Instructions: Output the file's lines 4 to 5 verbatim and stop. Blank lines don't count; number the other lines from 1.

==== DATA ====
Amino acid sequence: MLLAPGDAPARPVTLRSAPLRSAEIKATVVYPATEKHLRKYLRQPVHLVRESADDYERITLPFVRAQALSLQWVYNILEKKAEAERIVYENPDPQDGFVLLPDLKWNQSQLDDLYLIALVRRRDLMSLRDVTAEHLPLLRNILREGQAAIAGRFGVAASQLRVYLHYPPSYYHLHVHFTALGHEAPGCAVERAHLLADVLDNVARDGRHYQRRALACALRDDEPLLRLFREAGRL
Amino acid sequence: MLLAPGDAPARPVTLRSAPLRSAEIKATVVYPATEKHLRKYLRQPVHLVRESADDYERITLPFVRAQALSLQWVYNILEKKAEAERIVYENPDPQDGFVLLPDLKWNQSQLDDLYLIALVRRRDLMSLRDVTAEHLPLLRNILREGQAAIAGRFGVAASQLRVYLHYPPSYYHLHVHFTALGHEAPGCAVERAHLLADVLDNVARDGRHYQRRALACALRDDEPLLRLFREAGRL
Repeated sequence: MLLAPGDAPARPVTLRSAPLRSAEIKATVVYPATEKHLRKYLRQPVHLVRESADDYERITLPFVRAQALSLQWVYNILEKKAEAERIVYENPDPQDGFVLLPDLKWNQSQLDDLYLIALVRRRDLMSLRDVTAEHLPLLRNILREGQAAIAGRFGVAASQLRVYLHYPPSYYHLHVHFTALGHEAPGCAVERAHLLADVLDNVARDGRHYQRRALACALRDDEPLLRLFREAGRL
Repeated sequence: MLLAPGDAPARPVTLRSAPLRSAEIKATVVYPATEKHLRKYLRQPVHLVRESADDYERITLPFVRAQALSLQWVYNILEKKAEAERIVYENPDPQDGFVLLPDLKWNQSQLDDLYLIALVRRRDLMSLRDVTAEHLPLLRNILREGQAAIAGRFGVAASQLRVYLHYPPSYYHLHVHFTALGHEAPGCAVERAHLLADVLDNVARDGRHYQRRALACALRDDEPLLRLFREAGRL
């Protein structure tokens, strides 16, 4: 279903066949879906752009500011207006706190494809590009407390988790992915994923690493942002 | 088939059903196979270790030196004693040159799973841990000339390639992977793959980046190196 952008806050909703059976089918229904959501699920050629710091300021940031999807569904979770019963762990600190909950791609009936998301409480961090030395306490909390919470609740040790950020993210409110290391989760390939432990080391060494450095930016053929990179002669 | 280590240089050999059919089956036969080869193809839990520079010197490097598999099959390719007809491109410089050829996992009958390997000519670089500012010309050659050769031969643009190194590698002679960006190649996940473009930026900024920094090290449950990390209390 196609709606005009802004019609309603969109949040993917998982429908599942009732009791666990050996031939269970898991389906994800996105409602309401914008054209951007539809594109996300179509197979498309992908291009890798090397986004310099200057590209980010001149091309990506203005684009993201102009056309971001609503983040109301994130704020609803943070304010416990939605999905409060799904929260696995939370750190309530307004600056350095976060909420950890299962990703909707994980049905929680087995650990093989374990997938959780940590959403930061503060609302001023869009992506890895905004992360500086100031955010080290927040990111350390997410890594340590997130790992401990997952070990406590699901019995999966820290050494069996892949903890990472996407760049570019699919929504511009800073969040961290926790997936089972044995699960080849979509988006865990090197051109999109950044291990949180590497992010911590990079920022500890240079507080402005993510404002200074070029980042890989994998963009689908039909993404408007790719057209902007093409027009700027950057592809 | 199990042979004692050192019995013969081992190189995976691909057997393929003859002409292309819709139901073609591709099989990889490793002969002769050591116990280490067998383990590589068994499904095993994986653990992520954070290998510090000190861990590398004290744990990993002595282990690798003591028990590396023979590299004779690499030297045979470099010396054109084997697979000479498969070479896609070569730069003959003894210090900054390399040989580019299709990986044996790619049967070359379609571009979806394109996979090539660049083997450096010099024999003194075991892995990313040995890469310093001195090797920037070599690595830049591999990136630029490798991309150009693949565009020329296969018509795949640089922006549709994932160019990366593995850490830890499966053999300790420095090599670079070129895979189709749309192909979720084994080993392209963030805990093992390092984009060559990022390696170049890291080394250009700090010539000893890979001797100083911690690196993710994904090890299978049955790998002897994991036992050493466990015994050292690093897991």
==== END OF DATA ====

Repeated sequence: MLLAPGDAPARPVTLRSAPLRSAEIKATVVYPATEKHLRKYLRQPVHLVRESADDYERITLPFVRAQALSLQWVYNILEKKAEAERIVYENPDPQDGFVLLPDLKWNQSQLDDLYLIALVRRRDLMSLRDVTAEHLPLLRNILREGQAAIAGRFGVAASQLRVYLHYPPSYYHLHVHFTALGHEAPGCAVERAHLLADVLDNVARDGRHYQRRALACALRDDEPLLRLFREAGRL
């Protein structure tokens, strides 16, 4: 279903066949879906752009500011207006706190494809590009407390988790992915994923690493942002 | 088939059903196979270790030196004693040159799973841990000339390639992977793959980046190196 952008806050909703059976089918229904959501699920050629710091300021940031999807569904979770019963762990600190909950791609009936998301409480961090030395306490909390919470609740040790950020993210409110290391989760390939432990080391060494450095930016053929990179002669 | 280590240089050999059919089956036969080869193809839990520079010197490097598999099959390719007809491109410089050829996992009958390997000519670089500012010309050659050769031969643009190194590698002679960006190649996940473009930026900024920094090290449950990390209390 196609709606005009802004019609309603969109949040993917998982429908599942009732009791666990050996031939269970898991389906994800996105409602309401914008054209951007539809594109996300179509197979498309992908291009890798090397986004310099200057590209980010001149091309990506203005684009993201102009056309971001609503983040109301994130704020609803943070304010416990939605999905409060799904929260696995939370750190309530307004600056350095976060909420950890299962990703909707994980049905929680087995650990093989374990997938959780940590959403930061503060609302001023869009992506890895905004992360500086100031955010080290927040990111350390997410890594340590997130790992401990997952070990406590699901019995999966820290050494069996892949903890990472996407760049570019699919929504511009800073969040961290926790997936089972044995699960080849979509988006865990090197051109999109950044291990949180590497992010911590990079920022500890240079507080402005993510404002200074070029980042890989994998963009689908039909993404408007790719057209902007093409027009700027950057592809 | 199990042979004692050192019995013969081992190189995976691909057997393929003859002409292309819709139901073609591709099989990889490793002969002769050591116990280490067998383990590589068994499904095993994986653990992520954070290998510090000190861990590398004290744990990993002595282990690798003591028990590396023979590299004779690499030297045979470099010396054109084997697979000479498969070479896609070569730069003959003894210090900054390399040989580019299709990986044996790619049967070359379609571009979806394109996979090539660049083997450096010099024999003194075991892995990313040995890469310093001195090797920037070599690595830049591999990136630029490798991309150009693949565009020329296969018509795949640089922006549709994932160019990366593995850490830890499966053999300790420095090599670079070129895979189709749309192909979720084994080993392209963030805990093992390092984009060559990022390696170049890291080394250009700090010539000893890979001797100083911690690196993710994904090890299978049955790998002897994991036992050493466990015994050292690093897991």